Experimental Philosophy: Failures of Replication
Hamid Seyedsayamdost, University of London
Experimental philosophy is often described as the study of philosophical questions, using the tools of experimental psychology. However, by adopting the methods of experimental psychology, philosophers will inevitably import some of the problems of experimental psychology. In this paper we would like to present some of our findings of failed replication attempts. Throughout the past years, we attempted to replicate several findings from the experimental philosophy literature, including experiments on cultural and socioeconomic differences of epistemic intuitions, gender differences on various classes of philosophical questions and manipulations of moral judgments. In specific, we attempted replications of Weinberg et al. (2001), Buckwalter and Stich (2011), Valdesolo and DeSteno (2006) and Zhong et al. (2010), amongst others. We failed to replicate a number of results contained in these papers and some papers in their entirety. Although more research is needed to evaluate the robustness of these findings, we do not believe some of the effects to be replicable and the published record will likely have to be corrected.
Moral Judgment and Empathic Perspective-Taking
Jonathan Vanderhoek, University of Texas, Austin
Sometimes we need to take others emotions into account when making moral judgments. This accounting though is not always easy. In these cases we need to use different psychological resources to grasp the others’ experiences. Empathic perspective-taking is a complex psychological process that produces an emotion congruent with another’s. The experience of this emotion provides insight into the other’s experience. In this way empathic perspective-taking performs an epistemic function that supports the making of informed moral judgments. Several theorists in the literature deny that perspective-taking plays this role. However, their challenges fail. Empathic perspective-taking is an important epistemic resource. The better skilled persons are at knowing when and how to use it, the better equipped they are to make moral judgments in situations involving others’ emotions. Not everyone is capable of using perspective-taking, but for those who are, excellence at moral judgment requires a proficiency in using perspective-taking.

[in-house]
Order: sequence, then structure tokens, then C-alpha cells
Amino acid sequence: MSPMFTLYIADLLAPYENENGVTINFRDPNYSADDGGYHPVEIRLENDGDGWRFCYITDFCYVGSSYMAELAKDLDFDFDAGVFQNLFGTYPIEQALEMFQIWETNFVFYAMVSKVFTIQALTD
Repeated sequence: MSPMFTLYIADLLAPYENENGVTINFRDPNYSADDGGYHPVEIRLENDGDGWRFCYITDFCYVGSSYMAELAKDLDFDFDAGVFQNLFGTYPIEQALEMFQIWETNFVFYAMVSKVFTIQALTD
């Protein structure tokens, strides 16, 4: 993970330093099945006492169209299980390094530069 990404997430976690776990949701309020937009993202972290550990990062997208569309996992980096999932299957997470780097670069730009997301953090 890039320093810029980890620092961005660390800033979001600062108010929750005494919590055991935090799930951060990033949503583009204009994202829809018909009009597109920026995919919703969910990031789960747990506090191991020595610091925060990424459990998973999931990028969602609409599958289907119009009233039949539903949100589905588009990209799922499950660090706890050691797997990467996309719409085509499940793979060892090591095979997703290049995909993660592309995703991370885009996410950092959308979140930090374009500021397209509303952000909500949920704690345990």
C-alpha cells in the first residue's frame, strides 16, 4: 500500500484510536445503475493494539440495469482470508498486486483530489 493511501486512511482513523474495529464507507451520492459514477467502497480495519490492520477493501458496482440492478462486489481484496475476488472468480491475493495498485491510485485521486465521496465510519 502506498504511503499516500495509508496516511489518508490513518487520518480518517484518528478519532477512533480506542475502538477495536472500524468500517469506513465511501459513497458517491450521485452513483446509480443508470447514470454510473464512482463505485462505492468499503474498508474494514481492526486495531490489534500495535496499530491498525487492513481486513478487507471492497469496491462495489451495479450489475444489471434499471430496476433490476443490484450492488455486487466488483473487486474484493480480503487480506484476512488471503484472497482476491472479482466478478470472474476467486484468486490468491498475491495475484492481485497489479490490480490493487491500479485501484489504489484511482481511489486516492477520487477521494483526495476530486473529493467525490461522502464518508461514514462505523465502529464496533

Intuitions aren’t on the rocks. On Cappelen, intuitions, and initial credence.
Tomasz Wysocki, University of Wrocław
In his recent book, Philosophy without Intuitions (2012), Cappelen attacks the assumption that the evaluation of thought experiments requires intuition. He argues that there is no evidence that intuitive claims, as characterized by intuition theorists, are used in evaluating hypothetical cases. One straightforward ramification of his stance is that if intuitions are not used in justifying philosophical theories, empirical studies of intuitive responses are philosophically inconsequential.
In my presentation I intend to show that Cappelen misconstrues both the theories of intuitions and philosophical practice. I also point out some undesirable consequences of his account, and offer a competing characterization of intuitions on which intuitions’ significant role in philosophy is preserved.